February 22, 2021 | Susan Napier-Sewell

Investigation Underway for 2/20/21 United Flight 328 Engine Event: NTSB

debris from United flight

NTSB (National Transportation Safety Board) has opened an investigation into Saturday’s engine event that occurred on United Flight 328 bound from Denver to Honolulu.

With 241 passengers and 10 crew members aboard the February 20, 2021, flight, United Flight 328 was forced to return to Denver International Airport Saturday after it suffered an engine failure shortly after takeoff, sending debris from the aircraft pelting down across neighborhoods in Denver’s Broomfield suburb.

United Flight 328 returned to the airport around 1:30 p.m. after suffering the engine issue, according to an airport spokesperson in Denver

The Federal Aviation Administration confirmed in a statement, referring to United Flight 328, that a Boeing 777-200 safely returned to the Denver International Airport after “experiencing a right-engine failure shortly after takeoff.”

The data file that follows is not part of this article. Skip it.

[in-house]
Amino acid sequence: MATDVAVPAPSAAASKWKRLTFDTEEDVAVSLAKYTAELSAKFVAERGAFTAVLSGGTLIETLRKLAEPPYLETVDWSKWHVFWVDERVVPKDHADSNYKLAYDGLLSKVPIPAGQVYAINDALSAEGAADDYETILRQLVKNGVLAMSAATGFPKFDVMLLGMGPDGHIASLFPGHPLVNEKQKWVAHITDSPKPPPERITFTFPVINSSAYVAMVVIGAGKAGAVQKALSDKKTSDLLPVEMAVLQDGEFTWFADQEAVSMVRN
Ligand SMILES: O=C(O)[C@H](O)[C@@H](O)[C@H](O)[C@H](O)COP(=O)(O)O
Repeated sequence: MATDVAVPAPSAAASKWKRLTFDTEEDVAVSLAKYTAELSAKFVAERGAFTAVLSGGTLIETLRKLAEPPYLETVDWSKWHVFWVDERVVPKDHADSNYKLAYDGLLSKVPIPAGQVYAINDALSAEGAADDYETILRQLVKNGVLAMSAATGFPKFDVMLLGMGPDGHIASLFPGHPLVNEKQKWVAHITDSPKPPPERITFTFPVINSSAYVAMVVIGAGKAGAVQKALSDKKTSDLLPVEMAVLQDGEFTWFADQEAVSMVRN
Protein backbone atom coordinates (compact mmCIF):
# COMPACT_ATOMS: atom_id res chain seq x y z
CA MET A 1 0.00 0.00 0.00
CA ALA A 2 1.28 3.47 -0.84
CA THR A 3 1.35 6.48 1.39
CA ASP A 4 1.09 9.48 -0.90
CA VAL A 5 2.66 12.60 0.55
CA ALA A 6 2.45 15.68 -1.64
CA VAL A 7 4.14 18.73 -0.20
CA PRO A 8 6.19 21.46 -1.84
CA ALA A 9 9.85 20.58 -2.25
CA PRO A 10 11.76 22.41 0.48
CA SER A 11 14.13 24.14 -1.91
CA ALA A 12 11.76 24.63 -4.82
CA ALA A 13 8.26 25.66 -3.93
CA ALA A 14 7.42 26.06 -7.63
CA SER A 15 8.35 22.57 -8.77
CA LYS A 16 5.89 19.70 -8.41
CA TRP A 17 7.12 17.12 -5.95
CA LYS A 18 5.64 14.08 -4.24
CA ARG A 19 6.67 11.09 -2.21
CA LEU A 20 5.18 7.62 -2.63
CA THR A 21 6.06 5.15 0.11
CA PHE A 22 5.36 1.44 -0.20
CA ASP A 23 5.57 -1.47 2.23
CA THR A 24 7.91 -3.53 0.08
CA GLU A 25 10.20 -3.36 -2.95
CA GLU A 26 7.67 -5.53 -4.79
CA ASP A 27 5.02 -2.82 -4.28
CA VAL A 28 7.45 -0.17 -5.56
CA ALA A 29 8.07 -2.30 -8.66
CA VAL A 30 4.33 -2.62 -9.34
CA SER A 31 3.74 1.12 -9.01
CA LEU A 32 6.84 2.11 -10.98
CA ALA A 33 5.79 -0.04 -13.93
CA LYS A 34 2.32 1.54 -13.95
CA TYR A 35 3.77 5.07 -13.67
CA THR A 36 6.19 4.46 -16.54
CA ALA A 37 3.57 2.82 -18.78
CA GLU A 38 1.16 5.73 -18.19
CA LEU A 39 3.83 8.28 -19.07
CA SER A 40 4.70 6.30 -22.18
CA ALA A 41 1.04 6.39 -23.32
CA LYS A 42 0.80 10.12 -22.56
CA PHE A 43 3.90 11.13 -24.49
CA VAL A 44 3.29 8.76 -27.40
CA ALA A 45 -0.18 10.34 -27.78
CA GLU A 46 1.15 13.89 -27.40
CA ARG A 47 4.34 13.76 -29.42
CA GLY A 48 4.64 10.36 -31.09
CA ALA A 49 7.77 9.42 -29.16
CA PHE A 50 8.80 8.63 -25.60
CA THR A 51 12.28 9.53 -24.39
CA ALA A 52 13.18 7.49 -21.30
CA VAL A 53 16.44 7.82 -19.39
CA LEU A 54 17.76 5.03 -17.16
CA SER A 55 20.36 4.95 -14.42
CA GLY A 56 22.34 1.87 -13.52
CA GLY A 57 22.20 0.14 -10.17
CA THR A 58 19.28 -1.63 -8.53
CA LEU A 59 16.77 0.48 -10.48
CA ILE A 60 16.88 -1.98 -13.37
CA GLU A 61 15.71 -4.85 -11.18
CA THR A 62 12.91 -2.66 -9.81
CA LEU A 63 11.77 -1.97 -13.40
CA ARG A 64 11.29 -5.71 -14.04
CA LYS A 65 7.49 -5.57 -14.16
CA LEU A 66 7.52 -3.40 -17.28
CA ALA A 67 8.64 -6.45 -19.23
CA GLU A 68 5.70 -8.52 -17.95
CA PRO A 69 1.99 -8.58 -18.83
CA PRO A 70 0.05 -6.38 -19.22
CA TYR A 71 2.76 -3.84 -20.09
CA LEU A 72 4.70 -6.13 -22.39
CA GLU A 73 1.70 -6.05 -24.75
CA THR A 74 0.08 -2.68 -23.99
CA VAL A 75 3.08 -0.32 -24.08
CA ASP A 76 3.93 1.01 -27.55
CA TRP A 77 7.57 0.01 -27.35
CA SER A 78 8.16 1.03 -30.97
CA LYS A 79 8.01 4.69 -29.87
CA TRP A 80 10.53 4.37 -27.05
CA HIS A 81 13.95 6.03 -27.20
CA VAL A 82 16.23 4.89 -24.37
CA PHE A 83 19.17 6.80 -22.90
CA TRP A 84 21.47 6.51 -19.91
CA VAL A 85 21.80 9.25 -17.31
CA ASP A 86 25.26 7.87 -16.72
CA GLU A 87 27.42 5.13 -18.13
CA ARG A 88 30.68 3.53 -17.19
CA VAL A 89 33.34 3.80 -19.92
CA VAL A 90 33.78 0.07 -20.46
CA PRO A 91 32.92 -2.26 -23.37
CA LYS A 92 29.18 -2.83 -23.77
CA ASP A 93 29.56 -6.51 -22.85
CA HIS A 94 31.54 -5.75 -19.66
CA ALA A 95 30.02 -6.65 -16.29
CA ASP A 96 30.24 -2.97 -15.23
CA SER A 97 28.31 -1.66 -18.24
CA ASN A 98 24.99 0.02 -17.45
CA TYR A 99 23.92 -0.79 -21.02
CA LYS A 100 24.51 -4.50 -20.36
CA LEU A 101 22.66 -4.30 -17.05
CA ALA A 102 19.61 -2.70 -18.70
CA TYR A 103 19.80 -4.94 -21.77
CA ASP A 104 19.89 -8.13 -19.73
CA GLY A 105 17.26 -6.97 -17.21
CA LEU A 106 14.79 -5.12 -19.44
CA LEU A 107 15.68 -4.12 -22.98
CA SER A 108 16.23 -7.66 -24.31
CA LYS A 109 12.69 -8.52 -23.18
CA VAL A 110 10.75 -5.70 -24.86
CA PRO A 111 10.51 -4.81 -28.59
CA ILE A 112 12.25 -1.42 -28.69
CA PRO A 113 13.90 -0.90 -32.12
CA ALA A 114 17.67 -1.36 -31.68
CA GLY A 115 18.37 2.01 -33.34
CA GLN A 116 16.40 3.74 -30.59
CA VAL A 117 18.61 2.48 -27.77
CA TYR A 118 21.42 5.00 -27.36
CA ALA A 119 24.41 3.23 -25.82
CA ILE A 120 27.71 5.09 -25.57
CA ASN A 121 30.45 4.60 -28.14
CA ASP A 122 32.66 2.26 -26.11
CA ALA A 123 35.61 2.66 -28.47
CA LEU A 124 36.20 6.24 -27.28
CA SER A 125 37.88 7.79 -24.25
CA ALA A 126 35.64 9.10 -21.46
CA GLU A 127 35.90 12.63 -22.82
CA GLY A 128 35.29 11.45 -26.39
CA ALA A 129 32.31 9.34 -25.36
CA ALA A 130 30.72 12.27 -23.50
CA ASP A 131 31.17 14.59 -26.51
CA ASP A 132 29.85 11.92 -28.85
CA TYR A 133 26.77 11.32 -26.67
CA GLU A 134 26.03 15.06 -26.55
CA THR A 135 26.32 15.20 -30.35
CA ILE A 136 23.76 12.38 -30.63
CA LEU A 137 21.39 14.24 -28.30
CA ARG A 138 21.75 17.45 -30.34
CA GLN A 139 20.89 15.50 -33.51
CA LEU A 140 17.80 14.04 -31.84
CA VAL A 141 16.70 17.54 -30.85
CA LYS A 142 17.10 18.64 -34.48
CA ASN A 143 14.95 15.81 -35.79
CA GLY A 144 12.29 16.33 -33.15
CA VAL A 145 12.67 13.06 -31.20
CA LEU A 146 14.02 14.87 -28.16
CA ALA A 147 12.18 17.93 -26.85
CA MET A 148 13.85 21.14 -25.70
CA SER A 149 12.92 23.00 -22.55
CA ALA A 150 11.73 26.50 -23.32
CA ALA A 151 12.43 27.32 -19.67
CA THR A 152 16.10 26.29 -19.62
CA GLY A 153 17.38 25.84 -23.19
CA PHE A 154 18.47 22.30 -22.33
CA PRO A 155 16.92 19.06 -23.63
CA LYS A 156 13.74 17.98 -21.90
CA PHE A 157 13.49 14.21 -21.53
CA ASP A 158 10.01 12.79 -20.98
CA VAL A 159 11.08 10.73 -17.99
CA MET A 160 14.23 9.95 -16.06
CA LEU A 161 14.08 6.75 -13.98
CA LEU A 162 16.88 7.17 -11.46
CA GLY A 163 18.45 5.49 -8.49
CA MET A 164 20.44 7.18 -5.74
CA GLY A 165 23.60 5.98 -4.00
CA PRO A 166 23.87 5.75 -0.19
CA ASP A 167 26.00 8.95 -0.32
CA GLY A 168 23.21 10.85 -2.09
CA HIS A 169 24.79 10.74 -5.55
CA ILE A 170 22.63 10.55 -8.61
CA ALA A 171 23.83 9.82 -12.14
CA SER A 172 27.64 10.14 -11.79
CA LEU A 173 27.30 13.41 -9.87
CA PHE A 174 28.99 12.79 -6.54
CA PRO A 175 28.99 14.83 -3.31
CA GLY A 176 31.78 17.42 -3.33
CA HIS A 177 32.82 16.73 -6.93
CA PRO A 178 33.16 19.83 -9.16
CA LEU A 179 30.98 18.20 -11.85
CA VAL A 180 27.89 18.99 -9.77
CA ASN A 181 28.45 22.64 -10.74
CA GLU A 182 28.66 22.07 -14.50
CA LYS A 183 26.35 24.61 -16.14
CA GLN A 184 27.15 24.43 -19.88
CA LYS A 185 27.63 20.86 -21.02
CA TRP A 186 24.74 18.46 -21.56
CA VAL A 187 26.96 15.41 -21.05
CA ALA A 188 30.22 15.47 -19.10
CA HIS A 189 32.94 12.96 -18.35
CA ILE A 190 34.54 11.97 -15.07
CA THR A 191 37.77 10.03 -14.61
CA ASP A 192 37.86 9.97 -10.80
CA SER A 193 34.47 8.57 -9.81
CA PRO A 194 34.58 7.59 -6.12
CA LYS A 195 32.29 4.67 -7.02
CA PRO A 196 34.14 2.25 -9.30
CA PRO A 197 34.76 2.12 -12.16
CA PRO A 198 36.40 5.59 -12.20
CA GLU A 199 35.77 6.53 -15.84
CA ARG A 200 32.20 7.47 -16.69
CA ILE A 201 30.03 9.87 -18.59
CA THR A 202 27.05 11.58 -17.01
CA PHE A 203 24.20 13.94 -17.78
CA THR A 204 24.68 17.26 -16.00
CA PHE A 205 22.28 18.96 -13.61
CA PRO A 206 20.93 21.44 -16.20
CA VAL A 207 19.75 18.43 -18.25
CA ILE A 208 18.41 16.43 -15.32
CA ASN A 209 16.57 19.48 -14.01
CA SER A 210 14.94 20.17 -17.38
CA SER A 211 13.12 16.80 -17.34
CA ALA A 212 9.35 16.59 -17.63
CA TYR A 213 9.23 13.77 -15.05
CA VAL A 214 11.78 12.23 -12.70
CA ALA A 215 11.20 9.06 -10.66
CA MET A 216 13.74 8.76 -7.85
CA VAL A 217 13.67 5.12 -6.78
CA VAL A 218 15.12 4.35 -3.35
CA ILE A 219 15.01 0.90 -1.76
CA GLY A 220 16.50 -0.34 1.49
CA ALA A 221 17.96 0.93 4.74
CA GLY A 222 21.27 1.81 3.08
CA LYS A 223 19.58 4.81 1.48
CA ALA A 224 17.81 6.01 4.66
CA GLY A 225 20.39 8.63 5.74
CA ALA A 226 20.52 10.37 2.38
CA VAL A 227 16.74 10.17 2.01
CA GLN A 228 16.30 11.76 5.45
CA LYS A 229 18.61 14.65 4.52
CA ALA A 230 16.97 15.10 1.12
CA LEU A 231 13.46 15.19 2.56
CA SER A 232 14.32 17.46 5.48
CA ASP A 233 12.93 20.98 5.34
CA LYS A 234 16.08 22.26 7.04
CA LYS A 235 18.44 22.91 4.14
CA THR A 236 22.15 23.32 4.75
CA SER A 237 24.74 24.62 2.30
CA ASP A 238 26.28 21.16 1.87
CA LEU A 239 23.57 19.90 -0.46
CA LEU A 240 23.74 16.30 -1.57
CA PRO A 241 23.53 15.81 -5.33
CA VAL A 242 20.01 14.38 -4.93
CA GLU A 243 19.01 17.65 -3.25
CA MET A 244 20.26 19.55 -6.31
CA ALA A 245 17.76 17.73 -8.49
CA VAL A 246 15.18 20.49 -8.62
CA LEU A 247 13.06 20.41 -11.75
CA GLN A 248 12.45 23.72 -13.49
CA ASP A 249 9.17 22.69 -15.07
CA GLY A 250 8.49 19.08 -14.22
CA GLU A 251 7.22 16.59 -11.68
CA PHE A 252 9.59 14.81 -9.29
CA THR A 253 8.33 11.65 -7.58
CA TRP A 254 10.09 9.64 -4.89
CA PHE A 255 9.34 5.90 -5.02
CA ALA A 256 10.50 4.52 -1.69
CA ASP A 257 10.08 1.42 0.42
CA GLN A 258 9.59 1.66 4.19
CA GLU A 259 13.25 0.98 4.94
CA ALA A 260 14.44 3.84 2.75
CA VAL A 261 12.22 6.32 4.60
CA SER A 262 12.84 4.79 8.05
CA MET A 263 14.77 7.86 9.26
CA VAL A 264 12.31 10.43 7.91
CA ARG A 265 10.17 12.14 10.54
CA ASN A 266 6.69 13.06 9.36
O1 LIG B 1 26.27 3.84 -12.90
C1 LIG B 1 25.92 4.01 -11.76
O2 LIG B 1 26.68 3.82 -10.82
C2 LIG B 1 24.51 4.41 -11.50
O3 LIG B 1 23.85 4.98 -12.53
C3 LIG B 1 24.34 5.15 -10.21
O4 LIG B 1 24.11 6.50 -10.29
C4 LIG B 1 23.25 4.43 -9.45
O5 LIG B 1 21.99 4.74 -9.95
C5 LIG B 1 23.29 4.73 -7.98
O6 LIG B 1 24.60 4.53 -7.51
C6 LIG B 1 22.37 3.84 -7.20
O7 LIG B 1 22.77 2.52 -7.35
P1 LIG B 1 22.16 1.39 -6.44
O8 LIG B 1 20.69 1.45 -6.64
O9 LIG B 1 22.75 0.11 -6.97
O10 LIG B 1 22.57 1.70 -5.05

Assisting the tracking of all debris for the investigation, Broomfield police tweeted on Saturday at 3:45 pm, “Our patrol officers are working to locate all of the debris. If you have debris in your yard or near your home please call dispatch at 303.438.6405 to report asap.”

At 6:21 pm on February 20, 2021, United Airlines tweeted, “Flight UA328 from Denver to Honolulu experienced an engine failure shortly after departure, returned safely to Denver, and was met by emergency crews as a precaution. There are no reported injuries onboard. We are in contact with the FAA, NTSB, and local law enforcement.”

Update from United, 2/21/21: Partial 777 fleet grounded for now

On Sunday evening, United Airlines released a statement regarding its fleet that includes the aircraft from the prior day’s incident. They are “voluntarily & temporarily removing 24 Boeing 777 aircraft powered by Pratt & Whitney 4000 series engines” from their schedule.

The FAA also released a statement Sunday calling for “extra inspections for B777 equipped with certain Pratt & Whitney PW400 engines.”

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Accident, Human Performance, Investigations
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